It’s the most wonderful time of the year!
For some people.
The weather has grown significantly colder. Days get shorter by the, well, day. Winter’s shadow begins to yawn and stretch across the landscape as trees reluctantly shed the last of their leafy currency and head off into a well-deserved slumber (to dream about whatever trees dream about).
Your life doesn’t change, though. Rent is still due on the first. Still have to find creative ways to keep yourself fed. Yea, the wardrobe gets a lil’ bit thicker, the colors, a more muted hue (with the exception of those two ugly-adjacent sweaters you keep on retainer for the inevitable encroaching horde of ugly sweater Christmas parties), but nonetheless you bang the alarm clock as per usual to head in to the white man’s world for a check.
Except…those covers feel a bit heavier, as if the darkness of the mornings is sitting firmly on your body, an extra layer of sheets to stave off the cold. The holiday lights manage to illuminate the smiling faces of strangers around you, but it only serves to be a spotlight to your unexplained feelings of despair and disillusionment. The cheer and goodwill towards all you felt last year isn’t sparking up the way that the commercials said it would. Yet, when people ask you “What’s wrong?” you can’t quite put your finger on it.
It seems counterintuitive to feel depressed during the holiday season, but it’s a regular and, sometimes, scientific-based phenomenon. If the feelings you feel start to create a vicegrip on your life and well-being, you could have Seasonal Affective Disorder (which impacts people differently year-round, even in the spring and summer for some!). On a less drastic note, seasonal depression around this time of year is common. The lack of consistent warm sunshine definitely will affect your serotonin. Human beings are just little walking solar panels wrapped in skin cells. Colder weather means you’re inside far more than you’d like to be. It’s simply not a fun time to exist and it only gets harder with the challenges presented by the holidays.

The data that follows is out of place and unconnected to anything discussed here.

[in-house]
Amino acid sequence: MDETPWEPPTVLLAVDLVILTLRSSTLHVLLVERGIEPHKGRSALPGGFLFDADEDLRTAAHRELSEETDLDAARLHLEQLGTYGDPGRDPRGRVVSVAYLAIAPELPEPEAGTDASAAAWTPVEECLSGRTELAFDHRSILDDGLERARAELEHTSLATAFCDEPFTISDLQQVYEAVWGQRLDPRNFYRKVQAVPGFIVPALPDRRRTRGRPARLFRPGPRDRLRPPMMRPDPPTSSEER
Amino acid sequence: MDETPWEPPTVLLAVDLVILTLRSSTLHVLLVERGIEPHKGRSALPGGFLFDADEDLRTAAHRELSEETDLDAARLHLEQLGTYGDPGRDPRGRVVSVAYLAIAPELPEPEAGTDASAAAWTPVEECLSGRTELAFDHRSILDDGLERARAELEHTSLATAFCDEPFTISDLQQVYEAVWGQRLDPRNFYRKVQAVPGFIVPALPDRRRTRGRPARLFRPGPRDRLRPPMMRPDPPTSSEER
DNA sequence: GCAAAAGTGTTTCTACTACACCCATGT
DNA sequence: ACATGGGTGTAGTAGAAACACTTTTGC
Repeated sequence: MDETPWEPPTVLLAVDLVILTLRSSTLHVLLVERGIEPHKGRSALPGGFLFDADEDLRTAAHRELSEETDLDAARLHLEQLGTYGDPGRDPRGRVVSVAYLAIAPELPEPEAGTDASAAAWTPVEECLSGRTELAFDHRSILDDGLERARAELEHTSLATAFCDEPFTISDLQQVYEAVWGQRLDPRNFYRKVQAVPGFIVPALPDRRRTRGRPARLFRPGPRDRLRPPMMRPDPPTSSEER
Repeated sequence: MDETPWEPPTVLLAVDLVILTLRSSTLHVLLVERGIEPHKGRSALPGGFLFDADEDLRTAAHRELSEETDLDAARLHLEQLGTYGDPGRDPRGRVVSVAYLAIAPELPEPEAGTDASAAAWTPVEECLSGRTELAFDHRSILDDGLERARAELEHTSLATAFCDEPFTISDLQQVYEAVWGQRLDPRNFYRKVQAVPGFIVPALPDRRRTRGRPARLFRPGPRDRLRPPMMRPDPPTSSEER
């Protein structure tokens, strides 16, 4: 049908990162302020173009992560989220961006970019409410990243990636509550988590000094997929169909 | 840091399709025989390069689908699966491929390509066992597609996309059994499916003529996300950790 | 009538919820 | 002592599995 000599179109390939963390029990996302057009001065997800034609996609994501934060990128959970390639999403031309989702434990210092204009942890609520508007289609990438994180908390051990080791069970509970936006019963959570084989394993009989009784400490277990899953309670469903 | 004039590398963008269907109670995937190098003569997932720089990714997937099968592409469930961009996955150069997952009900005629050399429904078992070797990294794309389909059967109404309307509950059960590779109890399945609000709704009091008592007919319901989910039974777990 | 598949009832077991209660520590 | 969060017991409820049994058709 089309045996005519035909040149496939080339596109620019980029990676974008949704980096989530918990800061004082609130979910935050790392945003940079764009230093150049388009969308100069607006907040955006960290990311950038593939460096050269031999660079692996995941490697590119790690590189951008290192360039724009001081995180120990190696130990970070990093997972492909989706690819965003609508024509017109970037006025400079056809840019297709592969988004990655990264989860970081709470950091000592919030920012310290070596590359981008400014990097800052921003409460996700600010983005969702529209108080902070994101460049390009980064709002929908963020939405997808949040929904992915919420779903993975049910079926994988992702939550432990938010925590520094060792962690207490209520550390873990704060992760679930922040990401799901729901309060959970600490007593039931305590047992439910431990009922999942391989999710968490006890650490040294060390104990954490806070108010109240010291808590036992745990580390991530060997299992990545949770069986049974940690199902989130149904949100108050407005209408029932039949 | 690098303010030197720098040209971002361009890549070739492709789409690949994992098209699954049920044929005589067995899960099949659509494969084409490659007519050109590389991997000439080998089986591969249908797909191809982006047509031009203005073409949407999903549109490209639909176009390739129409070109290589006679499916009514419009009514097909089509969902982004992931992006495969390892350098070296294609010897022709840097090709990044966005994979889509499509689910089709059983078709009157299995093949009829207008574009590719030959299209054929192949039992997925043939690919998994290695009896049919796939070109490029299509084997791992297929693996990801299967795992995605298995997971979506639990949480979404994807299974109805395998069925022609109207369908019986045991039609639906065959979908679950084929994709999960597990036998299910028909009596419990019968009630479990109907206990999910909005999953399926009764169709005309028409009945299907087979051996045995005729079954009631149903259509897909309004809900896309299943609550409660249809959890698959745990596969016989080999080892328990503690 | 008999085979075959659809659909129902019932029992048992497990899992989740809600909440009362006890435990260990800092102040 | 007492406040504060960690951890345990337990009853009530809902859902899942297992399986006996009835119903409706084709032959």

Digging deeper into the lens of the Black and Brown LGBTQ+ community, the holidays are a visceral trigger for many of us, specially when it comes to family dynamics. Many folx within the community do not have good ties with their “loved ones.” Oppressive traditional views. Broken homes. Alienation and ostracization. Since society forces the “family” aspect of the holidays to an aggressive extent with every message a directive to go and be with your loved ones. Not to mention how the holidays are super close to the end of the year, which can trigger a slew of other feelings around the ending of a personal era and the beginning of a new one.
The holidays aren’t fun for everyone, and that’s okay! Here are some ways you can cope with the Dreaded Holiday Doldrums and get your spirit back together:
Listen to your body.